Rice pudding is simple comfort food. Because the rice is cooked in milk or cream, it’s quite rich. I love to serve rice pudding with rhubarb because the rhubarb cuts perfectly through the richness of the rice. That’s also why this dish is often served with sour cherries. Rice pudding craves acidity.
You don’t need a ton of spices to make rice pudding taste delicious. The only spice I use to season the rice is a whole cinnamon stick. Cinnamon is my favorite spice for sweet foods. I would choose it over vanilla any day.
It’s important that you use the right variety of rice to cook your rice pudding. In Germany, it is sold as milk rice. It is quite similar to Italian risotto rice. So you can substitute that for German ‘Milchreis’. Don’t make the mistake to use basmati or jasmine rice. You will never get your rice pudding creamy with these varieties.
Don’t leave your rice pudding unattended
It’s important that you cook your rice pudding over low heat so that the milk doesn’t boil over. Once it starts to get thick, you will need to stir it constantly. Rice pudding can burn very easily. If that happens, the whole batch is ruined. So, never leave your rice pudding unattended.
The rhubarb needs to be poached very gently so that it doesn’t lose its shape. Rhubarb cooks in a matter of a few minutes. If you overcook it, it will fall apart. Rhubarb compote is still delicious but it doesn’t have the superior texture of whole pieces.
While you certainly can poach the rhubarb in plain sirup, the taste will be much better if the rhubarb is poached in a red wine and spice mixture. The red wine adds richness while the star anise, ginger, and lemon zest brighten the dish up.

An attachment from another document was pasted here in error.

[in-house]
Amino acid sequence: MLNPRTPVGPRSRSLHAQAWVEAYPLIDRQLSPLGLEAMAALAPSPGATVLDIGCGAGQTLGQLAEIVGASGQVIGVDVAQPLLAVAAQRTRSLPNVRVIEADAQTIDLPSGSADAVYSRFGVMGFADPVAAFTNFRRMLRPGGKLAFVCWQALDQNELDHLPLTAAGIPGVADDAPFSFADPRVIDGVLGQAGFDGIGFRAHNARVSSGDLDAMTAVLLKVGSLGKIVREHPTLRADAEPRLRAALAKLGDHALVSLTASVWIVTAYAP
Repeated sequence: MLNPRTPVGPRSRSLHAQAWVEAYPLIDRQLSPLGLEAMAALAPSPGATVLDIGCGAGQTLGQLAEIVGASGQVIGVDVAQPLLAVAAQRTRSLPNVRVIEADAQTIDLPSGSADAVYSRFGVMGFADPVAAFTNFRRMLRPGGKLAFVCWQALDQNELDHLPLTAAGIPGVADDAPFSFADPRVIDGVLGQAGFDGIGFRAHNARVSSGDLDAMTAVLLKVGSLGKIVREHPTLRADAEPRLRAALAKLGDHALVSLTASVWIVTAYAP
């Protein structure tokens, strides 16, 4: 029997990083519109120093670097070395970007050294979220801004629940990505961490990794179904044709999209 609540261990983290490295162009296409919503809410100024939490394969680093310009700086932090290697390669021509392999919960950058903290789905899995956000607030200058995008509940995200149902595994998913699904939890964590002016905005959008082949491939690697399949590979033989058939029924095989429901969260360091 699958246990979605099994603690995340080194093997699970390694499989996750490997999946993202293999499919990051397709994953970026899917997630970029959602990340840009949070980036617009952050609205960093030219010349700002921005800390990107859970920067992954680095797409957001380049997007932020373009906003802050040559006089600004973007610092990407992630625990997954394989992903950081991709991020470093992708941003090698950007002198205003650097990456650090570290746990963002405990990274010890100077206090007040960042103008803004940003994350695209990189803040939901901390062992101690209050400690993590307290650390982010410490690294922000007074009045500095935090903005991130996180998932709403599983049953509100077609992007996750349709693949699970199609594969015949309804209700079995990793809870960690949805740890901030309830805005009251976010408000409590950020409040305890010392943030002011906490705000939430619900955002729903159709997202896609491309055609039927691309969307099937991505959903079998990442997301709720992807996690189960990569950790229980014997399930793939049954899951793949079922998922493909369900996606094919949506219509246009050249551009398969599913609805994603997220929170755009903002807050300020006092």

Rhubarb needs a lot of sugar to balance its tartness
1 cup of sugar in the poaching liquid might seem like a lot at first but you will need it to counteract the acidity of the rhubarb and red wine. Without the sugar, your rhubarb will taste unpleasantly tart. Also, not all of the sugar in the poaching liquid will be absorbed into the rhubarb.
I’m not a fan of desserts that are overly sweet and I swear that even this large amount of sugar won’t make your rhubarb taste like candy. Instead, the flavor will be perfectly balanced between sweet and sour.
Rice Pudding with Poached Rhubarb (‘Milchreis mit Rhabarber’)
For the poached rhubarb:
- 1 cup sugar
- 2 cups water
- 1/2 cup red wine
- zest of half a lemon
- 1 star anise
- 1-inch knob of ginger, thinly sliced
- 1 pound rhubarb, cut into 2-inch slices
For the rice pudding:
- 1 cup pudding or risotto rice
- 4 cups whole milk
- 1 cinnamon stick
- salt, to taste
- 1 tablespoon sugar
- ground cinnamon, for dusting
Poach the rhubarb:
- In a large pot, mix together the sugar, water, red wine, lemon zest, star anise, and ginger. Bring the mixture to a boil to dissolve the sugar. Add the rhubarb slices and bring the poaching liquid up to a boil again. Take the pot off the heat and transfer the rhubarb slices together with the poaching liquid into a large casserole. Be gentle, as you don’t want to break the rhubarb slices. Let the mixture cool down.
Prepare the rice pudding:
- In a heavy-bottomed pot, add the rice, milk, cinnamon stick, and a pinch of salt to taste. Bring the milk up to a simmer, then turn down the heat to the lowest setting and let the rice pudding simmer, uncovered, for about 10-15 minutes until the rice has the consistency of a thick porridge. Make sure to stir constantly to prevent the milk from burning on the bottom of the pot and be aware that milk can easily boil over. Stir one tablespoon of sugar into your rice pudding, more or less to taste.
Serve the dish:
- This dish can be eaten hot or chilled. To serve, divide the rice pudding and poached rhubarb slices among four serving bowls. Drizzle some of the poaching liquid on top of the rhubarb and sprinkle the rice pudding with ground cinnamon.